By PETER HUSSMANN
Whirlpool's request to take additional testimony from the chair of the UAW Local 997's Retiree Council over comments he made to the local newspaper was denied by a federal magistrate judge on Tuesday.
Attorneys for Whirlpool had asked the court to allow them to redepose Larry Shaver in the company's legal fight over its right to reduce the health insurance benefits provided to more than 3,000 retired former Maytag plant workers.
The request was made in connection with a motion by Whirlpool to certify the defendant class in the lawsuit and to designate the UAW as the class counsel for the group. In a court filing in late February, the UAW opposed the designation as class counsel saying, among other things, that it does not have the retirees' conset to represent them.
In his comments to the paper, Shaver indicated he had received many calls from Maytag retirees concerned about the UAW's position in the case. He said he told those people they "lost the whole intent of the message" and that he knew "why they were doing it."
Because of those comments, Whirlpool had asked the court to allow its lawyers to redepose Shaver concerning his comments to the paper, the names of the retirees who spoke to him and the content of their conversations concerning the UAW's representation, conversations Shaver had had with the law firm which represented Maytag retirees in the now-dismissed "Ginter" case and the "apparent lack of candor" by the "Ginter" plaintiffs in stating they had no intention of reopening the suit.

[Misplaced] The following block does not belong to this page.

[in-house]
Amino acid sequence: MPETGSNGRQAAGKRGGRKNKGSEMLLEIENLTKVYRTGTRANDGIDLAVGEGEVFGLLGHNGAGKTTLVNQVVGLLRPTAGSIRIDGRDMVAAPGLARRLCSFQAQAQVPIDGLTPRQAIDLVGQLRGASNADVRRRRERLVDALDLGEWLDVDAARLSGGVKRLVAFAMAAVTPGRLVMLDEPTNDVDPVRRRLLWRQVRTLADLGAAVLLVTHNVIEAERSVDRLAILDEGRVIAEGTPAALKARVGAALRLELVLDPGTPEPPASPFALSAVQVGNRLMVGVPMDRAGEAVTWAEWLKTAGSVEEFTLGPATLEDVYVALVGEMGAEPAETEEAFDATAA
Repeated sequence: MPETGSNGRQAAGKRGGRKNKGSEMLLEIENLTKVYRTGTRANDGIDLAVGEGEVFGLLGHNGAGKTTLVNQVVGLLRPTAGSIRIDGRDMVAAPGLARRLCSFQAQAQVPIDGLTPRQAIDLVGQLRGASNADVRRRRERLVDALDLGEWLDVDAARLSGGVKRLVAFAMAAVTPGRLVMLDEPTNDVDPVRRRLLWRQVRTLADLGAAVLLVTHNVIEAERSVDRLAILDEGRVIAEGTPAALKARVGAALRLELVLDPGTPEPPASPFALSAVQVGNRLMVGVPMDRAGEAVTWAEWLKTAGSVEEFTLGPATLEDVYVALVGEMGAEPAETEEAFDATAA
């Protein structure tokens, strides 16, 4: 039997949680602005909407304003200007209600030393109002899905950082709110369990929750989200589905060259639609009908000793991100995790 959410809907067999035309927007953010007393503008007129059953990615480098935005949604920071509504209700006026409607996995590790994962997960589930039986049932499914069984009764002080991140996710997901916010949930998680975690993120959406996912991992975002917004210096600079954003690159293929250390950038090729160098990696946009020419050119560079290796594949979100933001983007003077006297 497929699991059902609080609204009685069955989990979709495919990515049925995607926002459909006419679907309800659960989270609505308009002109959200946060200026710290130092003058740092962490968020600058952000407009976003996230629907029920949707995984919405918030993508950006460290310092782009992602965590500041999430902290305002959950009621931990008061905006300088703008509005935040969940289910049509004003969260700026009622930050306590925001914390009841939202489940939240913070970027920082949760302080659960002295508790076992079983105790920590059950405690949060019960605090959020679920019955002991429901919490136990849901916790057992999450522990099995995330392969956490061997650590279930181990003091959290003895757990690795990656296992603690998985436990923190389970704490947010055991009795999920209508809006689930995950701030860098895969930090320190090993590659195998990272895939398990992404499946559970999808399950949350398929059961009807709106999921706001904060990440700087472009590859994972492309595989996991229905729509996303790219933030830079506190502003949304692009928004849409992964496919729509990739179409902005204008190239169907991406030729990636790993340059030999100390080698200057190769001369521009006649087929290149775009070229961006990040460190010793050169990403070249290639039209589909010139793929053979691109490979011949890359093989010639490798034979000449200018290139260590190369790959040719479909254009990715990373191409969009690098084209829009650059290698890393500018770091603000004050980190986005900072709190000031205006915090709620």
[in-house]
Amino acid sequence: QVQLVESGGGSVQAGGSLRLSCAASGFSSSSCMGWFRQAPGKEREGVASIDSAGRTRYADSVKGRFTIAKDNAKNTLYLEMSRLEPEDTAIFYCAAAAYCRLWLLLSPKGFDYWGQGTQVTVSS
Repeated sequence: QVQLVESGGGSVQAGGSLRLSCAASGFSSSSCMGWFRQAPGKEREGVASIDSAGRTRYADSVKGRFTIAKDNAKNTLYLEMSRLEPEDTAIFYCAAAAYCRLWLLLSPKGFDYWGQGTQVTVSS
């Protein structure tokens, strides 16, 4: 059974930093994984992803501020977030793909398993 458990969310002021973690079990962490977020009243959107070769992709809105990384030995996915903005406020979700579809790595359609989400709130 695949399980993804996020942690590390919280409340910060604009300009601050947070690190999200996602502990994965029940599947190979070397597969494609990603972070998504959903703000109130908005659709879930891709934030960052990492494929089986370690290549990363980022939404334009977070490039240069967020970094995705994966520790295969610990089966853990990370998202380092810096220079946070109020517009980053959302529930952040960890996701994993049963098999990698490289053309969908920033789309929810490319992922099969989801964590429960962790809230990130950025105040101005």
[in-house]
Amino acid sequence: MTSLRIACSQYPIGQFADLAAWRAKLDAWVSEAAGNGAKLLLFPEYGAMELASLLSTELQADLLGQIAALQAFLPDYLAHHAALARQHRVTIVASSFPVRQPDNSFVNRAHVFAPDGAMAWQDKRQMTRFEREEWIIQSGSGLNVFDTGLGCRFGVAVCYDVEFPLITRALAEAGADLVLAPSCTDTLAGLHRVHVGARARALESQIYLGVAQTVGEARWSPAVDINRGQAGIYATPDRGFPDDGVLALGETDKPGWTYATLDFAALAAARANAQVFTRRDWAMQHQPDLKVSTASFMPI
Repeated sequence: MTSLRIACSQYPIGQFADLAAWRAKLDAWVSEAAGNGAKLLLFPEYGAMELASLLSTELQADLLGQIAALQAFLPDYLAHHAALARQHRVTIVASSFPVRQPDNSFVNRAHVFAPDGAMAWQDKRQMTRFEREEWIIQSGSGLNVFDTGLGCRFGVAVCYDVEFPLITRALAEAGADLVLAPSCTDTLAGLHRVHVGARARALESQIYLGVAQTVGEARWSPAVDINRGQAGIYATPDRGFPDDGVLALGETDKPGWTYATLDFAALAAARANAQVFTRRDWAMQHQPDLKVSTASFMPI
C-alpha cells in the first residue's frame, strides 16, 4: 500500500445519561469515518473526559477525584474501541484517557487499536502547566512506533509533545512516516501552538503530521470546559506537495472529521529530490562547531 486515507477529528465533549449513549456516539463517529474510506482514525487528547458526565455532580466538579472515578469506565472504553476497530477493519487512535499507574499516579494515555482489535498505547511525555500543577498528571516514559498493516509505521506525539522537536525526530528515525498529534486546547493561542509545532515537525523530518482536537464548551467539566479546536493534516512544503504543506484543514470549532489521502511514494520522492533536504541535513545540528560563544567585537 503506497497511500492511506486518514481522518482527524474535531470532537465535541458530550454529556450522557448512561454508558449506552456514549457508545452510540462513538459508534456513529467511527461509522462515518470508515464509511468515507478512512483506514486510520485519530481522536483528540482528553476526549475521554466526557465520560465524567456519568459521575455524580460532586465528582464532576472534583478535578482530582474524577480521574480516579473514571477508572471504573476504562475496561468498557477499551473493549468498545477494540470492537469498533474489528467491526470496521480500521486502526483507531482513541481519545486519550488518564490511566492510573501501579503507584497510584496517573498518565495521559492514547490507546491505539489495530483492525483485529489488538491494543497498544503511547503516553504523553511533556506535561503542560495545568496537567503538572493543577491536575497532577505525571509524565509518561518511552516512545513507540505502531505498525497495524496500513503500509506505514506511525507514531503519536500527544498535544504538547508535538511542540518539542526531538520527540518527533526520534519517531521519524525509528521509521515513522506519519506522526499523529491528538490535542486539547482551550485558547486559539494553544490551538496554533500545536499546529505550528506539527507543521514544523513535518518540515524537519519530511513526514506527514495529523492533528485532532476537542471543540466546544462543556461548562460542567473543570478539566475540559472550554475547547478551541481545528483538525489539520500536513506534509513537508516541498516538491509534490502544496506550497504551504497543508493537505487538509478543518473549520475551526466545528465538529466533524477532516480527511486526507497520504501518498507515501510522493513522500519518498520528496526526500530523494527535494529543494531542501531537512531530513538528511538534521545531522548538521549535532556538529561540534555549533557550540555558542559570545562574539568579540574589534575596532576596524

Magistrate Ross Walters ruled that the newspaper article did not indicate Shaver discussed the UAW's strategy with the "Ginter" class counsel so denied the latter two elements of Whirlpool's request.
However, the judge noted, the comments do tend to "contradict" the UAW's arguments in opposing designation as class counsel, but that the matter has been so extensively argued in court filings that Shaver's deposition would only "add marginally" to the record.
"That retirees have contacted Shaver concerned the union is 'casting them aside' does tend to contradict the UAW's contention that it does not have the consent of the retirees to represent them," the judge ruled. "However, that many retirees would look to the UAW to protect their interests in union-negotiated retiree health benefits is hardly suprising.
"Mr Shaver's comments to the paper do not present good cause to reopen discovery."